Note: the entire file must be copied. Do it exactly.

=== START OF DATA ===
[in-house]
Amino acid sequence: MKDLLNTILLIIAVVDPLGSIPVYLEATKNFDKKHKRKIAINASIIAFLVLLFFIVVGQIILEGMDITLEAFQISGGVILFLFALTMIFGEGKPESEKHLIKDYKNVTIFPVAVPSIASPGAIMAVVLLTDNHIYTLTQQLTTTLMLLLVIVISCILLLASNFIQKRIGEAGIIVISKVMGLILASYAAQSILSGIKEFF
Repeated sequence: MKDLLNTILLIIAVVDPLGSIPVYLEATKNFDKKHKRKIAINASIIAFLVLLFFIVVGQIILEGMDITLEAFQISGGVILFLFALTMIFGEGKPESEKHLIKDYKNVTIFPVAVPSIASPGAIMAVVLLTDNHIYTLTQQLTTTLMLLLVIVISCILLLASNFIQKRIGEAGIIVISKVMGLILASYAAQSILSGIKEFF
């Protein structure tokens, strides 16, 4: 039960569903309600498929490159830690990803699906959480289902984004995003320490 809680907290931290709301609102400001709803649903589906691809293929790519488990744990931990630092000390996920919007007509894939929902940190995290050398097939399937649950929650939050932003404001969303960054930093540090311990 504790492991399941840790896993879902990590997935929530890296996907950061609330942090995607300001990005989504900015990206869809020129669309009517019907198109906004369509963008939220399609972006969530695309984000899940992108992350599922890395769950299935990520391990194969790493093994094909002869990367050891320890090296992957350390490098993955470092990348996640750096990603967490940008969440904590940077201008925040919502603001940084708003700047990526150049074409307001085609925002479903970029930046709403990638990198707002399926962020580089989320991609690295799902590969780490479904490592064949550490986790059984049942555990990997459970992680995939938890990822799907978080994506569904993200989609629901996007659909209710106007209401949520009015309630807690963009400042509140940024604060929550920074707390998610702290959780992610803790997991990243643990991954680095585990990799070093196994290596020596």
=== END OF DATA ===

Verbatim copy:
[in-house]
Amino acid sequence: MKDLLNTILLIIAVVDPLGSIPVYLEATKNFDKKHKRKIAINASIIAFLVLLFFIVVGQIILEGMDITLEAFQISGGVILFLFALTMIFGEGKPESEKHLIKDYKNVTIFPVAVPSIASPGAIMAVVLLTDNHIYTLTQQLTTTLMLLLVIVISCILLLASNFIQKRIGEAGIIVISKVMGLILASYAAQSILSGIKEFF
Repeated sequence: MKDLLNTILLIIAVVDPLGSIPVYLEATKNFDKKHKRKIAINASIIAFLVLLFFIVVGQIILEGMDITLEAFQISGGVILFLFALTMIFGEGKPESEKHLIKDYKNVTIFPVAVPSIASPGAIMAVVLLTDNHIYTLTQQLTTTLMLLLVIVISCILLLASNFIQKRIGEAGIIVISKVMGLILASYAAQSILSGIKEFF
């Protein structure tokens, strides 16, 4: 039960569903309600498929490159830690990803699906959480289902984004995003320490 809680907290931290709301609102400001709803649903589906691809293929790519488990744990931990630092000390996920919007007509894939929902940190995290050398097939399937649950929650939050932003404001969303960054930093540090311990 504790492991399941840790896993879902990590997935929530890296996907950061609330942090995607300001990005989504900015990206869809020129669309009517019907198109906004369509963008939220399609972006969530695309984000899940992108992350599922890395769950299935990520391990194969790493093994094909002869990367050891320890090296992957350390490098993955470092990348996640750096990603967490940008969440904590940077201008925040919502603001940084708003700047990526150049074409307001085609925002479903970029930046709403990638990198707002399926962020580089989320991609690295799902590969780490479904490592064949550490986790059984049942555990990997459970992680995939938890990822799907978080994506569904993200989609629901996007659909209710106007209401949520009015309630807690963009400042509140940024604060929550920074707390998610702290959780992610803790997991990243643990991954680095585990990799070093196994290596020596």